Journalista for Nov. 2, 2010: Maladjusted

Posted by on November 2nd, 2010 at 3:14 AM



“The saddest thing about the Kate Beaton controversy for me is that it really drove home how maladjusted comics still is re: female creators.”


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Recently posted to our homepage:

  • Bob Levin recounts the final days of underground-comics pioneer Don Donahue, who died two weeks ago.
  • R.C. Harvey continues tracking the editorial cartoons.
  • Rob Clough concludes his month-long look at comics from students and fellows from the Center For Cartoon Studies.
  • Rich Kreiner reviews two really mini minicomics: Maris Wicks’ Human Body Theater and Joe Lambert’s Gag.
  • Over at The Hooded Utilitarian, Noah Berlatsky kicks off a roundtable discussion of Charles Hatfield’s book Alternative Comics: An Emerging Literature.

And in the news…


Above the Fold


Life in interesting times

  • Online snafus bedeviled’s website yesterday, preventing registrations for next year’s big show in San Diego.

  • Digital Manga Productions and Shonen Jump announce new digital-comics initiatives. DMP’s initiative is particularly interesting: It involves hiring scanlators to produce translations for online sale, with payment promised on the back end.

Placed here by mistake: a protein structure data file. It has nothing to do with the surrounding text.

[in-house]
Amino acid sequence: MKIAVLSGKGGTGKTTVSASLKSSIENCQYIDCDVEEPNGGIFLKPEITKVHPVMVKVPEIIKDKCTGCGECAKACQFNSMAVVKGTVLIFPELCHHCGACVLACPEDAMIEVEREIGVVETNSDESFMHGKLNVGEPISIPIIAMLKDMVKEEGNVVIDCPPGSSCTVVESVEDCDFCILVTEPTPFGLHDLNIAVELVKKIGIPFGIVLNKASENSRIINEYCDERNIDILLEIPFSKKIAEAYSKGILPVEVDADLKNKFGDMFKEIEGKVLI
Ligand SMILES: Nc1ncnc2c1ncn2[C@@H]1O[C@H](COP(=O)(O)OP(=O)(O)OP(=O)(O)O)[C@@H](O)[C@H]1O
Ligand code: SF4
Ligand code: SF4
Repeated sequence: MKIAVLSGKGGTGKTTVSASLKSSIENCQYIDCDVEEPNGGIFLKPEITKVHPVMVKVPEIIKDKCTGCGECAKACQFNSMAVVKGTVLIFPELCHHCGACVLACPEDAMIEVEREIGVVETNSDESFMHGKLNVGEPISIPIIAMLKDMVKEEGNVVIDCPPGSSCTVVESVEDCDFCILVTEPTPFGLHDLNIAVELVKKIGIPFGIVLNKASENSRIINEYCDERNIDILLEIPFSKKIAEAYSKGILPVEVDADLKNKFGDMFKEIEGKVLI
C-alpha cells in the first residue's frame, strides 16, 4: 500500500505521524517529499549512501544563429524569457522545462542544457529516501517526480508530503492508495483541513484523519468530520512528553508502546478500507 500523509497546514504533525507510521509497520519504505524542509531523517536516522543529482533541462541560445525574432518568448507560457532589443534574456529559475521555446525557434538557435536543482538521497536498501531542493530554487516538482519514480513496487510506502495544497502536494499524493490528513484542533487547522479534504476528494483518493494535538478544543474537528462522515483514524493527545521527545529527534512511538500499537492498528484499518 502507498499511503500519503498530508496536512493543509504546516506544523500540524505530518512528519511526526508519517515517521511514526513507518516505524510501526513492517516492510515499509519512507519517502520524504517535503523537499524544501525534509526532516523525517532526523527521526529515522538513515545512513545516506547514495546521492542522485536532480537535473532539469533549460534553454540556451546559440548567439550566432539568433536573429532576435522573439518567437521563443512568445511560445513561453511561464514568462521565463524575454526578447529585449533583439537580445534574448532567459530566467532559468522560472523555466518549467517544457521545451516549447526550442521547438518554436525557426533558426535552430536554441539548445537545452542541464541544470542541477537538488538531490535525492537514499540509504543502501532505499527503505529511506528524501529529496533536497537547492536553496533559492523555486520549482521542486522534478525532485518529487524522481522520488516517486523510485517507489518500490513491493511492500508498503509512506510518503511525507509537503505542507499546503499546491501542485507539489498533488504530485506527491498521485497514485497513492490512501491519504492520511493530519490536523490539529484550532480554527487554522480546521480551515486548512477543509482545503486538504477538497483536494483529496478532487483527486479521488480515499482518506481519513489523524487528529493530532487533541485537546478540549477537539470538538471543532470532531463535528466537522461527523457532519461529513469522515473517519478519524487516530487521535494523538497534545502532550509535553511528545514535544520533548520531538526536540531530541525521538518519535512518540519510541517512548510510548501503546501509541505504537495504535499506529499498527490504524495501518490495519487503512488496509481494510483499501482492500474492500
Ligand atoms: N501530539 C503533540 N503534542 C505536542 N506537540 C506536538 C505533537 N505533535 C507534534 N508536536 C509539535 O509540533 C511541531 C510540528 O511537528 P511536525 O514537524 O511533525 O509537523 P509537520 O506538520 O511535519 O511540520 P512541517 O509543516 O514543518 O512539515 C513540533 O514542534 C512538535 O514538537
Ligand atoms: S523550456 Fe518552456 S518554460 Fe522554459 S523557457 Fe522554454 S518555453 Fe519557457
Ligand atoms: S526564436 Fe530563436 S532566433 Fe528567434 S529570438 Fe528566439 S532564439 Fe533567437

From Skyscrapers of the Midwest, ©2008 Joshua W. Cotter..

  • Skyscrapers of the Midwest author Joshua Cotter and his girlfriend are safe after a fire swept their apartment last week. Cotter is trying to raise money to surmount the event’s economic consequences — see the link for details.

  • Marvel executive editor Tom Brevoort waffles on price reductions.

  • John Jackson Miller examines sales trends in the Direct Market, finding that books on the far end of the Long Tail doing somewhat better, even as titles at the top of the chart do worse.

  • Ohio retailer Kendall Swafford looks at the difference between his numbers for comic sales in his store and the reported sell-in numbers.

  • Peter Hartlaub profiles San Francisco retailer James Sime.

  • Wizard adds the eleventy-billionth convention to its schedule.



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Graphic NYC




  • Alex Dueben on Sid Jacobson and Ernie Colon

    The comic-book veterans discuss their latest collaboration, a graphic-novel biography of Holocaust victim Anne Frank.






  • Jared Gniewek on Undeleted Scenes

    ©2010 Jeffrey Brown.

    “Although some of his stories chart darker human territory: the continents of need, fickleness, despair, and loneliness, make no mistake that he is funny. Some of his other books (Incredible Change Bots in particular) are downright gut busting. He’s not afraid to be corny or lame in the name of a joke. His absolute lack of fear in the face of showing his insecurities strengthens him as a joke teller.”






  • Harry Lee Green: Les Daniels’ “The EC Revolution”

    A chapter from the 1971 book Comix: A History of Comic Books in America, complete with reproductions of classic work from EC Comics.




Business and Craft


  • Brian McLachlin: Ten lessons for better coloring